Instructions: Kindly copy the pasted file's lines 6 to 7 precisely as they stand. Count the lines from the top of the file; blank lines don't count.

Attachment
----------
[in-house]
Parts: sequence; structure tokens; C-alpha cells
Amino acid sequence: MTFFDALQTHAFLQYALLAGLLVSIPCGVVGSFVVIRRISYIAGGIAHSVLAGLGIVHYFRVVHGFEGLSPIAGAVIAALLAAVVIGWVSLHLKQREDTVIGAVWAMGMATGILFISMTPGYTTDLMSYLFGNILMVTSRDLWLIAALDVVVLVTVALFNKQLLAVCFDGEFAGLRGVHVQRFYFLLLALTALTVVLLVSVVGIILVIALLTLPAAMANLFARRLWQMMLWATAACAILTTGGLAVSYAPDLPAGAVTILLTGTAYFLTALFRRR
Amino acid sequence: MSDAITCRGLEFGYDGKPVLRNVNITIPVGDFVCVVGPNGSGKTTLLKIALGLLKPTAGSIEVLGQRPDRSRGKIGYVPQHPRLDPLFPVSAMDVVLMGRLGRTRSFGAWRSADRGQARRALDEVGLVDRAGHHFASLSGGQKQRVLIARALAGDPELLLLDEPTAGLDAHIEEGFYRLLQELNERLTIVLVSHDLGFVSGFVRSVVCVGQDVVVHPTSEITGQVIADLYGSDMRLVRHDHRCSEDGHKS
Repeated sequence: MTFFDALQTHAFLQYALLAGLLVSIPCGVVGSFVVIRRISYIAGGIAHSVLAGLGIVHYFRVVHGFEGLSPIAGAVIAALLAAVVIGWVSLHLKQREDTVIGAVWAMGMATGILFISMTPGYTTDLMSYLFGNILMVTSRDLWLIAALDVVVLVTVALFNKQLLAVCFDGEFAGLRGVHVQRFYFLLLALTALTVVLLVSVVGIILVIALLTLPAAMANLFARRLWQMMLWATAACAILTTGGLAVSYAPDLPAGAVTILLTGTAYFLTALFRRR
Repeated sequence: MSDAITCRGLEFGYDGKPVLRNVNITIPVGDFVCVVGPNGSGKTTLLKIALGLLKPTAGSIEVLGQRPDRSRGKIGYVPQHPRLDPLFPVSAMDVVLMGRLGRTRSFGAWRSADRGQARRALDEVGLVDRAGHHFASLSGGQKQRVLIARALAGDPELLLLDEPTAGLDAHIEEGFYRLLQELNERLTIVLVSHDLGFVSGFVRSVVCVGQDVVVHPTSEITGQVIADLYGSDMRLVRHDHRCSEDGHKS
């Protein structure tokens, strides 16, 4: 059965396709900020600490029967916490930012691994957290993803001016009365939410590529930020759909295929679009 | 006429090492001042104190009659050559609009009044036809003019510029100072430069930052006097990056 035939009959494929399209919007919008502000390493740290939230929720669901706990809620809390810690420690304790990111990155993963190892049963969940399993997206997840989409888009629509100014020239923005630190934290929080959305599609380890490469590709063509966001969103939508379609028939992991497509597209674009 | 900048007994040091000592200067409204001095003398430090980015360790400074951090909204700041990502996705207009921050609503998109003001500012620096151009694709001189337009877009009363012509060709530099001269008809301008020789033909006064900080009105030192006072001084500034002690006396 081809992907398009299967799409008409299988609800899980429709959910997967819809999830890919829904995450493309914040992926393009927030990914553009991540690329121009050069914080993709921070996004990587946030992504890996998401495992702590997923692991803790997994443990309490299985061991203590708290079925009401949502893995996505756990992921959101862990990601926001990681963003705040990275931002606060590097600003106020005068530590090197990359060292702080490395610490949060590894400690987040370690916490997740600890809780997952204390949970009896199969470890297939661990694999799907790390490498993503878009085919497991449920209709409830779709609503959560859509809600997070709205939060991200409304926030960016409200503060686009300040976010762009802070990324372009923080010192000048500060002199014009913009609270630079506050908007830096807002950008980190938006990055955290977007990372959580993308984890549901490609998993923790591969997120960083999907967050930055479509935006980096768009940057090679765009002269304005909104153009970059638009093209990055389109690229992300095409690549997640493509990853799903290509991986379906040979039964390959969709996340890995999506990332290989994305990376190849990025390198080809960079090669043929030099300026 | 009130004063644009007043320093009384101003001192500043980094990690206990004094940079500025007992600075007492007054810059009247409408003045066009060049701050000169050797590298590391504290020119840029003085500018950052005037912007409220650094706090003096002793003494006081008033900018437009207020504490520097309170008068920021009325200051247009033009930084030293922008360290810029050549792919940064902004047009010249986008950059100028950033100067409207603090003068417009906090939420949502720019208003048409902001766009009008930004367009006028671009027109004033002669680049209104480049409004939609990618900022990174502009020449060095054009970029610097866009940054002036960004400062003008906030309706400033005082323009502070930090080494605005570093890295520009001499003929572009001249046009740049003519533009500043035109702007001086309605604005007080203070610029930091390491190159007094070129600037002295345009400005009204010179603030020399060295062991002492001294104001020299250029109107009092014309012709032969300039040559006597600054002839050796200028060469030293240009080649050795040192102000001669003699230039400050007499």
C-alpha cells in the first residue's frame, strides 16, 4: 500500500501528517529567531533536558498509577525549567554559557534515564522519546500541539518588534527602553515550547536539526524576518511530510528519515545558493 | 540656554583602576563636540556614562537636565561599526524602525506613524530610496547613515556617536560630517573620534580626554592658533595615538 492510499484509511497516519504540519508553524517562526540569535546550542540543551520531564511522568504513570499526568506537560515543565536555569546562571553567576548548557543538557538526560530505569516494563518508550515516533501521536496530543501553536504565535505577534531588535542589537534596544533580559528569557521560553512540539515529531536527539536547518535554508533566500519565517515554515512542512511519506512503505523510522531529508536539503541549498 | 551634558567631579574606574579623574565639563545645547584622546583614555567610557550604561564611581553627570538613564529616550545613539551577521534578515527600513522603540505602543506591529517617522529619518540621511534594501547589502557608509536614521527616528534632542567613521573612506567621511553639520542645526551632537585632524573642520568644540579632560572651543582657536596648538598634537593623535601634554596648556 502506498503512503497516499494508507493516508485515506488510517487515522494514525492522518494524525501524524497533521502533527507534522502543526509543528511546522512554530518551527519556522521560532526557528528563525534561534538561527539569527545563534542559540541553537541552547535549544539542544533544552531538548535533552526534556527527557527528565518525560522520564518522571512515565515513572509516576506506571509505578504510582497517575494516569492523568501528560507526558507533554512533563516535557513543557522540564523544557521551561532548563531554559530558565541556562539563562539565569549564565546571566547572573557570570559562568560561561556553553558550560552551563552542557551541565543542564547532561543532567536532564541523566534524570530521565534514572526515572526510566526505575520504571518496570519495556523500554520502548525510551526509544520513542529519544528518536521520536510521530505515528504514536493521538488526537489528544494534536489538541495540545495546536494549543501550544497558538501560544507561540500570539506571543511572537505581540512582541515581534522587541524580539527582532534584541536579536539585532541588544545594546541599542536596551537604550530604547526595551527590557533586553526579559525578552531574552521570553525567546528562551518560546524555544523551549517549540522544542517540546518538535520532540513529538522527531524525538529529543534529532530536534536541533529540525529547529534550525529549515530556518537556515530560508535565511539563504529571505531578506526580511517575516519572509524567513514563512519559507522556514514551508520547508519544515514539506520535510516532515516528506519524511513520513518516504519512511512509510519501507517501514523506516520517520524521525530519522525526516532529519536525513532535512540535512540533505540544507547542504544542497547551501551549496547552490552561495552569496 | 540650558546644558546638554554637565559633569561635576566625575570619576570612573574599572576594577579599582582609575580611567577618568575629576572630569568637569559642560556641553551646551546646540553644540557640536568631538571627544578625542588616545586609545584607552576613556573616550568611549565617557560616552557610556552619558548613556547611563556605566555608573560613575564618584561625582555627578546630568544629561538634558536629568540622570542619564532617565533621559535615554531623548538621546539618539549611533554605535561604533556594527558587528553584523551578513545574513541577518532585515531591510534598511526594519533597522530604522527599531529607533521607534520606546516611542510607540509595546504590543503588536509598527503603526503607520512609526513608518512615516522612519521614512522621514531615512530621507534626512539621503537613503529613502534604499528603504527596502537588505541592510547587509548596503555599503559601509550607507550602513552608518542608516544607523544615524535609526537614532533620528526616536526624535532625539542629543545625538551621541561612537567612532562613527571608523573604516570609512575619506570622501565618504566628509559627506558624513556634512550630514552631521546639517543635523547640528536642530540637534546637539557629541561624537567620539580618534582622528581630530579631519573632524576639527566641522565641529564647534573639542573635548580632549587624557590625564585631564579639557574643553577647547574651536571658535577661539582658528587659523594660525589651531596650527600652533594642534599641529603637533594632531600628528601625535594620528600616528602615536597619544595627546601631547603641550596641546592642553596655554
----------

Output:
Repeated sequence: MSDAITCRGLEFGYDGKPVLRNVNITIPVGDFVCVVGPNGSGKTTLLKIALGLLKPTAGSIEVLGQRPDRSRGKIGYVPQHPRLDPLFPVSAMDVVLMGRLGRTRSFGAWRSADRGQARRALDEVGLVDRAGHHFASLSGGQKQRVLIARALAGDPELLLLDEPTAGLDAHIEEGFYRLLQELNERLTIVLVSHDLGFVSGFVRSVVCVGQDVVVHPTSEITGQVIADLYGSDMRLVRHDHRCSEDGHKS
């Protein structure tokens, strides 16, 4: 059965396709900020600490029967916490930012691994957290993803001016009365939410590529930020759909295929679009 | 006429090492001042104190009659050559609009009044036809003019510029100072430069930052006097990056 035939009959494929399209919007919008502000390493740290939230929720669901706990809620809390810690420690304790990111990155993963190892049963969940399993997206997840989409888009629509100014020239923005630190934290929080959305599609380890490469590709063509966001969103939508379609028939992991497509597209674009 | 900048007994040091000592200067409204001095003398430090980015360790400074951090909204700041990502996705207009921050609503998109003001500012620096151009694709001189337009877009009363012509060709530099001269008809301008020789033909006064900080009105030192006072001084500034002690006396 081809992907398009299967799409008409299988609800899980429709959910997967819809999830890919829904995450493309914040992926393009927030990914553009991540690329121009050069914080993709921070996004990587946030992504890996998401495992702590997923692991803790997994443990309490299985061991203590708290079925009401949502893995996505756990992921959101862990990601926001990681963003705040990275931002606060590097600003106020005068530590090197990359060292702080490395610490949060590894400690987040370690916490997740600890809780997952204390949970009896199969470890297939661990694999799907790390490498993503878009085919497991449920209709409830779709609503959560859509809600997070709205939060991200409304926030960016409200503060686009300040976010762009802070990324372009923080010192000048500060002199014009913009609270630079506050908007830096807002950008980190938006990055955290977007990372959580993308984890549901490609998993923790591969997120960083999907967050930055479509935006980096768009940057090679765009002269304005909104153009970059638009093209990055389109690229992300095409690549997640493509990853799903290509991986379906040979039964390959969709996340890995999506990332290989994305990376190849990025390198080809960079090669043929030099300026 | 009130004063644009007043320093009384101003001192500043980094990690206990004094940079500025007992600075007492007054810059009247409408003045066009060049701050000169050797590298590391504290020119840029003085500018950052005037912007409220650094706090003096002793003494006081008033900018437009207020504490520097309170008068920021009325200051247009033009930084030293922008360290810029050549792919940064902004047009010249986008950059100028950033100067409207603090003068417009906090939420949502720019208003048409902001766009009008930004367009006028671009027109004033002669680049209104480049409004939609990618900022990174502009020449060095054009970029610097866009940054002036960004400062003008906030309706400033005082323009502070930090080494605005570093890295520009001499003929572009001249046009740049003519533009500043035109702007001086309605604005007080203070610029930091390491190159007094070129600037002295345009400005009204010179603030020399060295062991002492001294104001020299250029109107009092014309012709032969300039040559006597600054002839050796200028060469030293240009080649050795040192102000001669003699230039400050007499």